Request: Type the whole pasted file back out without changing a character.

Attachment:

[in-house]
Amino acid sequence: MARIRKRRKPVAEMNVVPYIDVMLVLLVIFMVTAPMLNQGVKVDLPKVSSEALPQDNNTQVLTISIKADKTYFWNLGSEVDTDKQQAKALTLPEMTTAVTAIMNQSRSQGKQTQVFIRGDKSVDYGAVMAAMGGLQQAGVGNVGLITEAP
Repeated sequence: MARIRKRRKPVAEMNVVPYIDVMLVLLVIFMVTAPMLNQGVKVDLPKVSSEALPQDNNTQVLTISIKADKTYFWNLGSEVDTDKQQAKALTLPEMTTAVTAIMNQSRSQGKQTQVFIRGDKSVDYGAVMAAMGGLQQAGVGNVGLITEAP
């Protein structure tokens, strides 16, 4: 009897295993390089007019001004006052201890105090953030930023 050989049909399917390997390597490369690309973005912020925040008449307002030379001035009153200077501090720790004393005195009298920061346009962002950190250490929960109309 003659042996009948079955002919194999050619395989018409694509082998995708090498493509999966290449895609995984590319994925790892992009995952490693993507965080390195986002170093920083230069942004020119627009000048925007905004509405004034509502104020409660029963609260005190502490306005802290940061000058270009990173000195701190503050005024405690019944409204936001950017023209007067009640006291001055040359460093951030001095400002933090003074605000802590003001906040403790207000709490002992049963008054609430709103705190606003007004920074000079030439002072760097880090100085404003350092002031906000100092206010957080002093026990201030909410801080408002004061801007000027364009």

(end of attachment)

[in-house]
Amino acid sequence: MARIRKRRKPVAEMNVVPYIDVMLVLLVIFMVTAPMLNQGVKVDLPKVSSEALPQDNNTQVLTISIKADKTYFWNLGSEVDTDKQQAKALTLPEMTTAVTAIMNQSRSQGKQTQVFIRGDKSVDYGAVMAAMGGLQQAGVGNVGLITEAP
Repeated sequence: MARIRKRRKPVAEMNVVPYIDVMLVLLVIFMVTAPMLNQGVKVDLPKVSSEALPQDNNTQVLTISIKADKTYFWNLGSEVDTDKQQAKALTLPEMTTAVTAIMNQSRSQGKQTQVFIRGDKSVDYGAVMAAMGGLQQAGVGNVGLITEAP
């Protein structure tokens, strides 16, 4: 009897295993390089007019001004006052201890105090953030930023 050989049909399917390997390597490369690309973005912020925040008449307002030379001035009153200077501090720790004393005195009298920061346009962002950190250490929960109309 003659042996009948079955002919194999050619395989018409694509082998995708090498493509999966290449895609995984590319994925790892992009995952490693993507965080390195986002170093920083230069942004020119627009000048925007905004509405004034509502104020409660029963609260005190502490306005802290940061000058270009990173000195701190503050005024405690019944409204936001950017023209007067009640006291001055040359460093951030001095400002933090003074605000802590003001906040403790207000709490002992049963008054609430709103705190606003007004920074000079030439002072760097880090100085404003350092002031906000100092206010957080002093026990201030909410801080408002004061801007000027364009």